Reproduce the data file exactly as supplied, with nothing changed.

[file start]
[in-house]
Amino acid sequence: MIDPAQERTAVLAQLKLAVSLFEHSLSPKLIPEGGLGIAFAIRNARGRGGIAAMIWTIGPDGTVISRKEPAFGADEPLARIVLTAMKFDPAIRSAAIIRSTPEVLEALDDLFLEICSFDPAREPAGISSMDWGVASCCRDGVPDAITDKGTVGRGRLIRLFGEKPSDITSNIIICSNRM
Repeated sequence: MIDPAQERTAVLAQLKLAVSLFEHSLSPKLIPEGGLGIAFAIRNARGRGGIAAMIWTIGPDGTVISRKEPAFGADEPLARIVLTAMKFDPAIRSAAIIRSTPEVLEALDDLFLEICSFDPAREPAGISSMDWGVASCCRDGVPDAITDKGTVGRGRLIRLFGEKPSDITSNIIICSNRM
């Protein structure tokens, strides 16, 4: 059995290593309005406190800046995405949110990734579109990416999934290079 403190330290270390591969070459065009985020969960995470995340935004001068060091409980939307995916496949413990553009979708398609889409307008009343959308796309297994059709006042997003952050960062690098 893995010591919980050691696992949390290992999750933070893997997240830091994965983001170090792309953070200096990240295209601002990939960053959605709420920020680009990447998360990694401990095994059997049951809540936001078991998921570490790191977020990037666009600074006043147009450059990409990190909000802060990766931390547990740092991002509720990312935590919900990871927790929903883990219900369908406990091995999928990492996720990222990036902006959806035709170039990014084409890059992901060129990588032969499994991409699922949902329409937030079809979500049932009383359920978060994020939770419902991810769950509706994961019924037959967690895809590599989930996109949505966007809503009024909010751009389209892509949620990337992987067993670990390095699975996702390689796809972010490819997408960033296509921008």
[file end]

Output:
[in-house]
Amino acid sequence: MIDPAQERTAVLAQLKLAVSLFEHSLSPKLIPEGGLGIAFAIRNARGRGGIAAMIWTIGPDGTVISRKEPAFGADEPLARIVLTAMKFDPAIRSAAIIRSTPEVLEALDDLFLEICSFDPAREPAGISSMDWGVASCCRDGVPDAITDKGTVGRGRLIRLFGEKPSDITSNIIICSNRM
Repeated sequence: MIDPAQERTAVLAQLKLAVSLFEHSLSPKLIPEGGLGIAFAIRNARGRGGIAAMIWTIGPDGTVISRKEPAFGADEPLARIVLTAMKFDPAIRSAAIIRSTPEVLEALDDLFLEICSFDPAREPAGISSMDWGVASCCRDGVPDAITDKGTVGRGRLIRLFGEKPSDITSNIIICSNRM
């Protein structure tokens, strides 16, 4: 059995290593309005406190800046995405949110990734579109990416999934290079 403190330290270390591969070459065009985020969960995470995340935004001068060091409980939307995916496949413990553009979708398609889409307008009343959308796309297994059709006042997003952050960062690098 893995010591919980050691696992949390290992999750933070893997997240830091994965983001170090792309953070200096990240295209601002990939960053959605709420920020680009990447998360990694401990095994059997049951809540936001078991998921570490790191977020990037666009600074006043147009450059990409990190909000802060990766931390547990740092991002509720990312935590919900990871927790929903883990219900369908406990091995999928990492996720990222990036902006959806035709170039990014084409890059992901060129990588032969499994991409699922949902329409937030079809979500049932009383359920978060994020939770419902991810769950509706994961019924037959967690895809590599989930996109949505966007809503009024909010751009389209892509949620990337992987067993670990390095699975996702390689796809972010490819997408960033296509921008």